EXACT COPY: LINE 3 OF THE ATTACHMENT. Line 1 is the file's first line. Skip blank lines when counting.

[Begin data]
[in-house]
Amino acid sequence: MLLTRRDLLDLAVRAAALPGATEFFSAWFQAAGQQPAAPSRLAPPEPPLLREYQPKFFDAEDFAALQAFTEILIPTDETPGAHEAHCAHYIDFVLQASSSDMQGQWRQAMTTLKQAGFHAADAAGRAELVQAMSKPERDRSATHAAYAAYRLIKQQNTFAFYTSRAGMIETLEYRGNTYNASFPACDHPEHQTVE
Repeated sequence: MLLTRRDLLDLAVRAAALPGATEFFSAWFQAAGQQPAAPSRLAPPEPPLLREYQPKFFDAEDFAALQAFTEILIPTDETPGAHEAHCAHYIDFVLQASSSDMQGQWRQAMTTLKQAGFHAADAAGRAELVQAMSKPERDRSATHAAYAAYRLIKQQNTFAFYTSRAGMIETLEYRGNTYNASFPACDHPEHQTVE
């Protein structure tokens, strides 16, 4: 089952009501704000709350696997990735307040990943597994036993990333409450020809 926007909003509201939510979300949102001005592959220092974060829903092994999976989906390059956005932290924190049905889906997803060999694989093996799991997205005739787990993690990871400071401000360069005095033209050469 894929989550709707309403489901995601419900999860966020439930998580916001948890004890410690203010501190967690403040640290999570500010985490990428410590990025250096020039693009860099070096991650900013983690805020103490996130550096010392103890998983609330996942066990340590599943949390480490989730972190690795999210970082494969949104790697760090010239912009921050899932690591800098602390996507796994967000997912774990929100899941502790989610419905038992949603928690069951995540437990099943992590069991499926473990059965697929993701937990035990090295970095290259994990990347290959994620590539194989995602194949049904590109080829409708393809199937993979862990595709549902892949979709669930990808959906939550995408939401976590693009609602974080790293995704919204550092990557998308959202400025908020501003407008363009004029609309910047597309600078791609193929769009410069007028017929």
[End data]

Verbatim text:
Repeated sequence: MLLTRRDLLDLAVRAAALPGATEFFSAWFQAAGQQPAAPSRLAPPEPPLLREYQPKFFDAEDFAALQAFTEILIPTDETPGAHEAHCAHYIDFVLQASSSDMQGQWRQAMTTLKQAGFHAADAAGRAELVQAMSKPERDRSATHAAYAAYRLIKQQNTFAFYTSRAGMIETLEYRGNTYNASFPACDHPEHQTVE